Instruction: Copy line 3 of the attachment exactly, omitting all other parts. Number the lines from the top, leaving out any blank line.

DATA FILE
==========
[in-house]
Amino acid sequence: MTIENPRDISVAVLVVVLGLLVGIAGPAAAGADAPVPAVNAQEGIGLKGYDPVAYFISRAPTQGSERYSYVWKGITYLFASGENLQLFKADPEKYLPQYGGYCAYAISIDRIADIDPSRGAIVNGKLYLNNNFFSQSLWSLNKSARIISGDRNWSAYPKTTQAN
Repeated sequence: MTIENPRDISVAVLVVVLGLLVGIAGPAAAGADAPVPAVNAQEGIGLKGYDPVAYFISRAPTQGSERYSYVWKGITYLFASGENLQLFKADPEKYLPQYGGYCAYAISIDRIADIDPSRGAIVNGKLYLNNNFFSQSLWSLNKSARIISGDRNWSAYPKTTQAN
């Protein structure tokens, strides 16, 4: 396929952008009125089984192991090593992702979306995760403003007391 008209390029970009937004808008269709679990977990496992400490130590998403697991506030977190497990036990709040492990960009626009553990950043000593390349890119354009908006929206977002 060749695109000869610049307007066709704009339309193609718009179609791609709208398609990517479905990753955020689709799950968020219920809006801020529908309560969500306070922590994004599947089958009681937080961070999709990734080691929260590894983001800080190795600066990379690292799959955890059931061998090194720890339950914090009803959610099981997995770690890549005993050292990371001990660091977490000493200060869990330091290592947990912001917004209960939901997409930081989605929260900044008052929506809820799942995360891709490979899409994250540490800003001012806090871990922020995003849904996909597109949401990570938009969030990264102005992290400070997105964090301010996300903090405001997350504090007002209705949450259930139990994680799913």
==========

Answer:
Repeated sequence: MTIENPRDISVAVLVVVLGLLVGIAGPAAAGADAPVPAVNAQEGIGLKGYDPVAYFISRAPTQGSERYSYVWKGITYLFASGENLQLFKADPEKYLPQYGGYCAYAISIDRIADIDPSRGAIVNGKLYLNNNFFSQSLWSLNKSARIISGDRNWSAYPKTTQAN